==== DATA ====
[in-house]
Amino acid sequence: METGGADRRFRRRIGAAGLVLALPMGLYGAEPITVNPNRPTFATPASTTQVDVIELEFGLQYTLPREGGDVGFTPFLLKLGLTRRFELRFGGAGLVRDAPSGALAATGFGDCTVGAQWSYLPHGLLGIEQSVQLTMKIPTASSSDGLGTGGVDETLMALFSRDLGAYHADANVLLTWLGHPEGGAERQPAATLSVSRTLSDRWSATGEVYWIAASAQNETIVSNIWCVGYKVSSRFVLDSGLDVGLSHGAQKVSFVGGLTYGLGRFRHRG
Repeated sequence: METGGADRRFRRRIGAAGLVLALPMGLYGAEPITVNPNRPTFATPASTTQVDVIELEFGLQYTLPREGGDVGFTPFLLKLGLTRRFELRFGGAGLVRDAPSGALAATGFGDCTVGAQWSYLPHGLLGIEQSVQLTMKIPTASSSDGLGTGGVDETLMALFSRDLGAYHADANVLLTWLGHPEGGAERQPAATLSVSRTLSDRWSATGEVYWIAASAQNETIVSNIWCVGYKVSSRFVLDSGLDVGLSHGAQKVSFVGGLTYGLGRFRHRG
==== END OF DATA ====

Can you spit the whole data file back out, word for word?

[in-house]
Amino acid sequence: METGGADRRFRRRIGAAGLVLALPMGLYGAEPITVNPNRPTFATPASTTQVDVIELEFGLQYTLPREGGDVGFTPFLLKLGLTRRFELRFGGAGLVRDAPSGALAATGFGDCTVGAQWSYLPHGLLGIEQSVQLTMKIPTASSSDGLGTGGVDETLMALFSRDLGAYHADANVLLTWLGHPEGGAERQPAATLSVSRTLSDRWSATGEVYWIAASAQNETIVSNIWCVGYKVSSRFVLDSGLDVGLSHGAQKVSFVGGLTYGLGRFRHRG
Repeated sequence: METGGADRRFRRRIGAAGLVLALPMGLYGAEPITVNPNRPTFATPASTTQVDVIELEFGLQYTLPREGGDVGFTPFLLKLGLTRRFELRFGGAGLVRDAPSGALAATGFGDCTVGAQWSYLPHGLLGIEQSVQLTMKIPTASSSDGLGTGGVDETLMALFSRDLGAYHADANVLLTWLGHPEGGAERQPAATLSVSRTLSDRWSATGEVYWIAASAQNETIVSNIWCVGYKVSSRFVLDSGLDVGLSHGAQKVSFVGGLTYGLGRFRHRG